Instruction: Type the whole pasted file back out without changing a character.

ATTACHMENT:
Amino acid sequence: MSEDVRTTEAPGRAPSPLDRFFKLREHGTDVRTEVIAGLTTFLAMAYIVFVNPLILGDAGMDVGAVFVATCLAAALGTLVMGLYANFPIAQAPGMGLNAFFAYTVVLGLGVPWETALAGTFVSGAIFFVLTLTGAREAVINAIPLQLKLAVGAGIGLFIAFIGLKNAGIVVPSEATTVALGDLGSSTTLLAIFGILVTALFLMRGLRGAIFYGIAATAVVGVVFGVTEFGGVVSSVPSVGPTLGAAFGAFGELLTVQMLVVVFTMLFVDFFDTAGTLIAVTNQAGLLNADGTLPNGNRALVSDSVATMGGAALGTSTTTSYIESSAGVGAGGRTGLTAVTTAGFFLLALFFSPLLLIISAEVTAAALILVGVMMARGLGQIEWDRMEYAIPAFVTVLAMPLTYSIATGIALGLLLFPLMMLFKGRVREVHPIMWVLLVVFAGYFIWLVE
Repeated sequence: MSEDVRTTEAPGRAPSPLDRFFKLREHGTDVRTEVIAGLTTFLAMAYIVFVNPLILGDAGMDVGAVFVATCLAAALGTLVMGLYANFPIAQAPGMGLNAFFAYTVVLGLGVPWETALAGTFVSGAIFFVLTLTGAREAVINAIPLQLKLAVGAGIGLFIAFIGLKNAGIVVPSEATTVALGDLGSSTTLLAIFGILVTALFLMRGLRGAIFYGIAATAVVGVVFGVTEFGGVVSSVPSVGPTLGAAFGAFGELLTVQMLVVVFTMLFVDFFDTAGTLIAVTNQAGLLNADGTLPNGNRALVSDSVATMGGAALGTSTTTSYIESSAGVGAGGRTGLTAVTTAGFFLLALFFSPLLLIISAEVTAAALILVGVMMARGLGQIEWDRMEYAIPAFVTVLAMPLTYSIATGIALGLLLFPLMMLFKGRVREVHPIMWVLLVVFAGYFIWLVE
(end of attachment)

Amino acid sequence: MSEDVRTTEAPGRAPSPLDRFFKLREHGTDVRTEVIAGLTTFLAMAYIVFVNPLILGDAGMDVGAVFVATCLAAALGTLVMGLYANFPIAQAPGMGLNAFFAYTVVLGLGVPWETALAGTFVSGAIFFVLTLTGAREAVINAIPLQLKLAVGAGIGLFIAFIGLKNAGIVVPSEATTVALGDLGSSTTLLAIFGILVTALFLMRGLRGAIFYGIAATAVVGVVFGVTEFGGVVSSVPSVGPTLGAAFGAFGELLTVQMLVVVFTMLFVDFFDTAGTLIAVTNQAGLLNADGTLPNGNRALVSDSVATMGGAALGTSTTTSYIESSAGVGAGGRTGLTAVTTAGFFLLALFFSPLLLIISAEVTAAALILVGVMMARGLGQIEWDRMEYAIPAFVTVLAMPLTYSIATGIALGLLLFPLMMLFKGRVREVHPIMWVLLVVFAGYFIWLVE
Repeated sequence: MSEDVRTTEAPGRAPSPLDRFFKLREHGTDVRTEVIAGLTTFLAMAYIVFVNPLILGDAGMDVGAVFVATCLAAALGTLVMGLYANFPIAQAPGMGLNAFFAYTVVLGLGVPWETALAGTFVSGAIFFVLTLTGAREAVINAIPLQLKLAVGAGIGLFIAFIGLKNAGIVVPSEATTVALGDLGSSTTLLAIFGILVTALFLMRGLRGAIFYGIAATAVVGVVFGVTEFGGVVSSVPSVGPTLGAAFGAFGELLTVQMLVVVFTMLFVDFFDTAGTLIAVTNQAGLLNADGTLPNGNRALVSDSVATMGGAALGTSTTTSYIESSAGVGAGGRTGLTAVTTAGFFLLALFFSPLLLIISAEVTAAALILVGVMMARGLGQIEWDRMEYAIPAFVTVLAMPLTYSIATGIALGLLLFPLMMLFKGRVREVHPIMWVLLVVFAGYFIWLVE